The reef is being built using about 10,000 tons of recycled concrete and brick taken from the Adeline Sugar Factory in Baldwin, according to CCA.
"As we lose more and more of our coastline, this is a great way that we can create fishing habitat," said CCA's David Cresson. "It's especially fitting since Adeline holds a special place in the hearts of locals in that part of the state."
Dubbed the "Leon and David Ortemond Reef," it will commemorate a father and son who died in an Iberia Parish boating accident last year.
"Our entire family grew up fishing and boating in Vermilion Bay, so it is very fitting that we can honor my dad and my brother in this way," Lance Ortemond said in a news release. "The chance to be part of this project while helping to enhance the bay's habitat and create fishing opportunities for other families is very special to us."
Cresson said barges are scheduled to begin loading material this afternoon, with construction set to start Friday morning.
"We couldn't be more pleased with the final location," Cresson said. "It will be spread over an 8-acre area, with six mooring buoys along the perimeter. The name of the reef will be clearly marked on each buoy, and each buoy will feature a cleat that boats can tie onto. The location is accessible to regular bay boats and fishing boats, as well as non-powered boats like canoes and kayaks."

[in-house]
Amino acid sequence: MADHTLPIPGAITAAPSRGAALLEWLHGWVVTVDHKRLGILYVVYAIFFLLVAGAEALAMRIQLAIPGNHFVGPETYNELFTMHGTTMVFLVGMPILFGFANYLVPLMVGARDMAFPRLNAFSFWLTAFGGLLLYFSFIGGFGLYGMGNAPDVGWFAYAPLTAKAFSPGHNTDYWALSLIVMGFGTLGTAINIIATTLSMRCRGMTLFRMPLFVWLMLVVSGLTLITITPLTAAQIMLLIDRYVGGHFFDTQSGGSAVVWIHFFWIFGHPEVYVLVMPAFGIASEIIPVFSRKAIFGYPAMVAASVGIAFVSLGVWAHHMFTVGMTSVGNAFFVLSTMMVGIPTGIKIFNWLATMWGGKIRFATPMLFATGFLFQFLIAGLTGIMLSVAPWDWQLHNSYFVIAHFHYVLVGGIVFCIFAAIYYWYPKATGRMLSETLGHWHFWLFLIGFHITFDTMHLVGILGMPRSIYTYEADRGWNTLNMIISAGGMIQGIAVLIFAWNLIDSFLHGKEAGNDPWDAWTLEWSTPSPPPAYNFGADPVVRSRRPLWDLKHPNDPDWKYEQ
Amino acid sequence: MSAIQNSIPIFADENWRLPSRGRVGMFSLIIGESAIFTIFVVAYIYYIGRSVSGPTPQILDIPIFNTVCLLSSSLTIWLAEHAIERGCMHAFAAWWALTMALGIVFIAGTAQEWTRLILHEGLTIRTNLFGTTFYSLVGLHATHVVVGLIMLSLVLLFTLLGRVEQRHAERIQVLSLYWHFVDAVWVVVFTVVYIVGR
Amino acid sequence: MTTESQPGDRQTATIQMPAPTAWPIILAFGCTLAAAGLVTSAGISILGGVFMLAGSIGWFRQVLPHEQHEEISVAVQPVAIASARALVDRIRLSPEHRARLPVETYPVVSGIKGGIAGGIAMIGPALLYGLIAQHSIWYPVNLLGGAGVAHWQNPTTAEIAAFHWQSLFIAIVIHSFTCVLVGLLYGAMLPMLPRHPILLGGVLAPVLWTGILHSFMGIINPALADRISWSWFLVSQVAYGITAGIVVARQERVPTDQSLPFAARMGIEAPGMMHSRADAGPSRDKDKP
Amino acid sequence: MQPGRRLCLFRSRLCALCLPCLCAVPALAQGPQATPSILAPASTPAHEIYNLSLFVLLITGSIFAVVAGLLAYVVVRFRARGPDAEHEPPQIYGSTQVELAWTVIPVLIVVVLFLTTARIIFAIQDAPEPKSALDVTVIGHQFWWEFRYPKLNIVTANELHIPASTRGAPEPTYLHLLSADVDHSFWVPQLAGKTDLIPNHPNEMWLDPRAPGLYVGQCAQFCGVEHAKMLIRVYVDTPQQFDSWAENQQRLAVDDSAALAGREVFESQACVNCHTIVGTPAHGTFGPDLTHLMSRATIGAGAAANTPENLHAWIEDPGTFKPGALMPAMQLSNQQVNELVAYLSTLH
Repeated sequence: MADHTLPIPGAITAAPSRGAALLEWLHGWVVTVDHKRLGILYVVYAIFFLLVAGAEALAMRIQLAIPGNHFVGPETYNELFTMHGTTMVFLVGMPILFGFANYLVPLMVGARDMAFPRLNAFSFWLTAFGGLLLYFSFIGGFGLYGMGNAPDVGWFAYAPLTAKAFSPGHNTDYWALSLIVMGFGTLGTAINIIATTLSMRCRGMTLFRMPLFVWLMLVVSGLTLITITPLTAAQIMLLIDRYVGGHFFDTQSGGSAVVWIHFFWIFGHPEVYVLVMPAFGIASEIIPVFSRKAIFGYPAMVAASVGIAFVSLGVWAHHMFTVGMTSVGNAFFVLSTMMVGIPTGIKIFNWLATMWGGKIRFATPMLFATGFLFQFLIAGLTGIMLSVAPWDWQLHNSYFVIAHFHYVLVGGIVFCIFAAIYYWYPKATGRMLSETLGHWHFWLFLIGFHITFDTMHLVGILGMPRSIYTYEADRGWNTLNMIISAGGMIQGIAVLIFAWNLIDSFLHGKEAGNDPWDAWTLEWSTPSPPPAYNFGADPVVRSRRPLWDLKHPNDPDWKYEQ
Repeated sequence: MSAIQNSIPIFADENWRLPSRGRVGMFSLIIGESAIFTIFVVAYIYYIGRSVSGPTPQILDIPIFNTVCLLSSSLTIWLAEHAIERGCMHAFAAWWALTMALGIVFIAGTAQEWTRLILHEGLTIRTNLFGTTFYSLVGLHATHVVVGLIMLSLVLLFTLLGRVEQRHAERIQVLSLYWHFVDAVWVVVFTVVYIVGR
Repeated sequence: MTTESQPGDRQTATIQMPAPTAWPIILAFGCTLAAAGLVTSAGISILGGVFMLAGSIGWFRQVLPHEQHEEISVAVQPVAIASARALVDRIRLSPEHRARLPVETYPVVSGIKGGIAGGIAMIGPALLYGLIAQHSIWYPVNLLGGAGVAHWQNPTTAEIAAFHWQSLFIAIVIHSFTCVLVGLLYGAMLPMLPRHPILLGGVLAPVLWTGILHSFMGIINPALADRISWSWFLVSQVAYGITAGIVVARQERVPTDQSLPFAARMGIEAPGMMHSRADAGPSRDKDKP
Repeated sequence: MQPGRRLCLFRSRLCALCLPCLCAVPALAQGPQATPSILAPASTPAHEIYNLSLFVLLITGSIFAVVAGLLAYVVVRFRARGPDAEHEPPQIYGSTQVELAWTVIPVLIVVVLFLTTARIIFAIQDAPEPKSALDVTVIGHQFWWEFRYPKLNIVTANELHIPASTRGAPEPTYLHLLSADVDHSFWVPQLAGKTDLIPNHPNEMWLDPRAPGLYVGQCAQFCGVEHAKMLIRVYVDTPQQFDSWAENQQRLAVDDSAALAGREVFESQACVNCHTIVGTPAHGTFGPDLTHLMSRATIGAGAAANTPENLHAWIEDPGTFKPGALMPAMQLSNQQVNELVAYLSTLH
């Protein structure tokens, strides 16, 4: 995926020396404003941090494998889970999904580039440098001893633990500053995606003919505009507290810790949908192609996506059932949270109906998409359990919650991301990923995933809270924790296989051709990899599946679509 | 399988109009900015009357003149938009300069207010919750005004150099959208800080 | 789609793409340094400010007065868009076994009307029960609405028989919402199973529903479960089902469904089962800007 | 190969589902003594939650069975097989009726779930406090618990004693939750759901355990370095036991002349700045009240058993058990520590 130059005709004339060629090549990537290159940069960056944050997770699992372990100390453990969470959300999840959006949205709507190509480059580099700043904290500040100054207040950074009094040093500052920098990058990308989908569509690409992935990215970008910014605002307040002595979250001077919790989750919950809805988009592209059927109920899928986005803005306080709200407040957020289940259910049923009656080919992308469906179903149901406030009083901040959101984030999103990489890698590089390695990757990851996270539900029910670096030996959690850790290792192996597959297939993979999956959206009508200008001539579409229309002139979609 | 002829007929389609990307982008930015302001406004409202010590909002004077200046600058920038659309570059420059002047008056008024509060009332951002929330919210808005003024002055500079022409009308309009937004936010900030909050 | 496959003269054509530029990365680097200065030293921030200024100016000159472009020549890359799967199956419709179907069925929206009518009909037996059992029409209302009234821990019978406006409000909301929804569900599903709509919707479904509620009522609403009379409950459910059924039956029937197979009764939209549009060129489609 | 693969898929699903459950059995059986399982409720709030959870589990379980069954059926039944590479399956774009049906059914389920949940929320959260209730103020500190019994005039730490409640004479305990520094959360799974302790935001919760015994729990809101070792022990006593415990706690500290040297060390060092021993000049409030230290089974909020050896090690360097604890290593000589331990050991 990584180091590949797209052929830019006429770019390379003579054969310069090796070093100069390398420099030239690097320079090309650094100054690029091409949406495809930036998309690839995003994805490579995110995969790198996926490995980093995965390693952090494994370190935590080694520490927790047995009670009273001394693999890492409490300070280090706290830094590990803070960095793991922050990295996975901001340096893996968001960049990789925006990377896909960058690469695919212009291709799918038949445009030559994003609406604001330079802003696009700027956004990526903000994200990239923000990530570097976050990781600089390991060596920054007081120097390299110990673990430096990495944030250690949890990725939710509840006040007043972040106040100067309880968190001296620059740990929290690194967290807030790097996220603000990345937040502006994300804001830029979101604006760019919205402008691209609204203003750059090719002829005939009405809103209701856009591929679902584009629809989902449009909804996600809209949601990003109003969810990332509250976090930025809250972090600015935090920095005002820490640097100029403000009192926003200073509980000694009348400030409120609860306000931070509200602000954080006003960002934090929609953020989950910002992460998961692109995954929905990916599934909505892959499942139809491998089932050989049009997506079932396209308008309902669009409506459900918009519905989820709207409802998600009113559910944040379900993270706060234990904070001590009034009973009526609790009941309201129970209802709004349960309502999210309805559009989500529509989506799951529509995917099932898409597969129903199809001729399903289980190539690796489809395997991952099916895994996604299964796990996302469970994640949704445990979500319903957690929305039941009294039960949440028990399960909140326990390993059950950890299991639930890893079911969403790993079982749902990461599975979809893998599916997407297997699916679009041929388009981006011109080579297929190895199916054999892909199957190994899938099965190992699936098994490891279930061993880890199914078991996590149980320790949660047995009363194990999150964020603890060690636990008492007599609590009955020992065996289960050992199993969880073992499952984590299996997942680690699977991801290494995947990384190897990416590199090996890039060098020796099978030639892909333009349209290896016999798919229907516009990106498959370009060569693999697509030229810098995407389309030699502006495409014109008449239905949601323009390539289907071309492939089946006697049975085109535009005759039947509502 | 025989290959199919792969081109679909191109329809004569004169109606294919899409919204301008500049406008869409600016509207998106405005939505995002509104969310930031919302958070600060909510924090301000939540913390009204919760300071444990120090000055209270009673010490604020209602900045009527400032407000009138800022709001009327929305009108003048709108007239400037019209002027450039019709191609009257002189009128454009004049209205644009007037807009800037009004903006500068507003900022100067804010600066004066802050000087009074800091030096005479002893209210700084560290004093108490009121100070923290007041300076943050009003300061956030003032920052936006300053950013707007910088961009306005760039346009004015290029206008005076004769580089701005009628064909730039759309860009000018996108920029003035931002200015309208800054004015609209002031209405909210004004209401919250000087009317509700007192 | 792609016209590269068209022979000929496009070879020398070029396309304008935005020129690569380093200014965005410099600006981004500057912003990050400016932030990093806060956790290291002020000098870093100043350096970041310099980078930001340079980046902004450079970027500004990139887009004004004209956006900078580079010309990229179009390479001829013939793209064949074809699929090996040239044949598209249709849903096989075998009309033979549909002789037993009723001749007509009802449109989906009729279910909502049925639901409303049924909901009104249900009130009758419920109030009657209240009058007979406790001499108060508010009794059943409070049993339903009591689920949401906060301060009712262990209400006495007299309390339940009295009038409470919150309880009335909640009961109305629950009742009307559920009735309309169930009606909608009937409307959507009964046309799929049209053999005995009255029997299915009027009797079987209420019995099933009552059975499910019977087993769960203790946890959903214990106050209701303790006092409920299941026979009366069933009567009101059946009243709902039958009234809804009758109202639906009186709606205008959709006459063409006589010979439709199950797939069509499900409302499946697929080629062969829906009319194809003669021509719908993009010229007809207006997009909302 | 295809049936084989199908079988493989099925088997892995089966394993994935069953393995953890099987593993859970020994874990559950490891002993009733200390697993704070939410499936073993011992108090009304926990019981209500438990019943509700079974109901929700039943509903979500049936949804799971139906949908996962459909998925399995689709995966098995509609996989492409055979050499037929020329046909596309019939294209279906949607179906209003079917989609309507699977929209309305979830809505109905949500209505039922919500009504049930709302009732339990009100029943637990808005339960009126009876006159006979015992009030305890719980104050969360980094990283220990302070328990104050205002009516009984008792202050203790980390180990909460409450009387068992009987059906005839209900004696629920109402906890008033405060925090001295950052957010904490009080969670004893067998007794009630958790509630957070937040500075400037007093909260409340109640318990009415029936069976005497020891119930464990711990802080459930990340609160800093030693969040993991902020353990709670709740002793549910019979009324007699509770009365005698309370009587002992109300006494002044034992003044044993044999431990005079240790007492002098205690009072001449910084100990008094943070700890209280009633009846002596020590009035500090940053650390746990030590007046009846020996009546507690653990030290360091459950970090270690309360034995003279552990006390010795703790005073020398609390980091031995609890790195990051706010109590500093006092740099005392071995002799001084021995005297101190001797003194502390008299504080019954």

The official reef coordinates will be 29° 44' 19.7" N, 91° 52' 45.8" W.
Cresson pointed out that D&L Salvage and Marine, owned by the Ortemond family, is donating much of their time and manpower to make the reef a reality.
"It's only through their in kind donation that we're able to make this happen," he said. "They're donating a lot of their deployment services, and because of that, we're able to afford to make this one of the largest reefs we've every built. It's a great project for Vermilion Bay, and we're really excited to be able to honor this wonderful family."
Other participating in the project include Shell Oil Company, The Louisiana Department of Wildlife and Fisheries and Roadrock Recylcers.
"We're pleased to team up with Shell, Wildlife and Fisheries and our other partners on such an important effort," CCA's Conservation and Habitat Chairman John Walther said. "The opportunity to honor the Ortemond family with this reef, while using material from a historic landmark, makes this an exceptional project. We are thankful to everyone who made this possible."
Depending on weather, Cresson said construction could be wrapped up in a couple of weeks, and Walther said he expects marine life to begin appearing on the reef in a matter of months.
This is the twelfth artificial reef constructed by CCA Louisiana since 2002, and the sixth one to be built using recycled material taken from roadways, damaged buildings or bridges.